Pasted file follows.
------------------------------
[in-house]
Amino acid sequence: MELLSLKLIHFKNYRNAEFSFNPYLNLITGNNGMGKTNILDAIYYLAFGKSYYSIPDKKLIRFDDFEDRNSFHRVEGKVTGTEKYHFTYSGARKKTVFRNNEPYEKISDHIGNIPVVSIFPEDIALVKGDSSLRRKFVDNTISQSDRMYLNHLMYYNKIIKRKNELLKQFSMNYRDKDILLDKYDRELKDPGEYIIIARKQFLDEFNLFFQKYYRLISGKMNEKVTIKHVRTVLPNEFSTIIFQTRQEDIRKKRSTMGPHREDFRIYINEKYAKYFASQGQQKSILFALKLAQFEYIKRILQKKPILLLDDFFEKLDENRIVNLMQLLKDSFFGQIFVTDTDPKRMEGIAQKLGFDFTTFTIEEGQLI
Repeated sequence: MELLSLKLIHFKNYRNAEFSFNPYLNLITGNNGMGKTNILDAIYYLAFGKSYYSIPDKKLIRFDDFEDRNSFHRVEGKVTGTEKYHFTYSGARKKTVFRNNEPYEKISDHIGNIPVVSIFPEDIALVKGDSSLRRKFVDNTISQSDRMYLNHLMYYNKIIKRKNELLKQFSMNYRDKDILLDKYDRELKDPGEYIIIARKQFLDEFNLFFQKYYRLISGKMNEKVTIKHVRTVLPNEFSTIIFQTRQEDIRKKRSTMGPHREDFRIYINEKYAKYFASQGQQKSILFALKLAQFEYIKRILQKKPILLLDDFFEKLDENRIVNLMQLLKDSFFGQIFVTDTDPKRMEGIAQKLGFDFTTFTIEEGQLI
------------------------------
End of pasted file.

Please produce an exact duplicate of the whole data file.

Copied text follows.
[in-house]
Amino acid sequence: MELLSLKLIHFKNYRNAEFSFNPYLNLITGNNGMGKTNILDAIYYLAFGKSYYSIPDKKLIRFDDFEDRNSFHRVEGKVTGTEKYHFTYSGARKKTVFRNNEPYEKISDHIGNIPVVSIFPEDIALVKGDSSLRRKFVDNTISQSDRMYLNHLMYYNKIIKRKNELLKQFSMNYRDKDILLDKYDRELKDPGEYIIIARKQFLDEFNLFFQKYYRLISGKMNEKVTIKHVRTVLPNEFSTIIFQTRQEDIRKKRSTMGPHREDFRIYINEKYAKYFASQGQQKSILFALKLAQFEYIKRILQKKPILLLDDFFEKLDENRIVNLMQLLKDSFFGQIFVTDTDPKRMEGIAQKLGFDFTTFTIEEGQLI
Repeated sequence: MELLSLKLIHFKNYRNAEFSFNPYLNLITGNNGMGKTNILDAIYYLAFGKSYYSIPDKKLIRFDDFEDRNSFHRVEGKVTGTEKYHFTYSGARKKTVFRNNEPYEKISDHIGNIPVVSIFPEDIALVKGDSSLRRKFVDNTISQSDRMYLNHLMYYNKIIKRKNELLKQFSMNYRDKDILLDKYDRELKDPGEYIIIARKQFLDEFNLFFQKYYRLISGKMNEKVTIKHVRTVLPNEFSTIIFQTRQEDIRKKRSTMGPHREDFRIYINEKYAKYFASQGQQKSILFALKLAQFEYIKRILQKKPILLLDDFFEKLDENRIVNLMQLLKDSFFGQIFVTDTDPKRMEGIAQKLGFDFTTFTIEEGQLI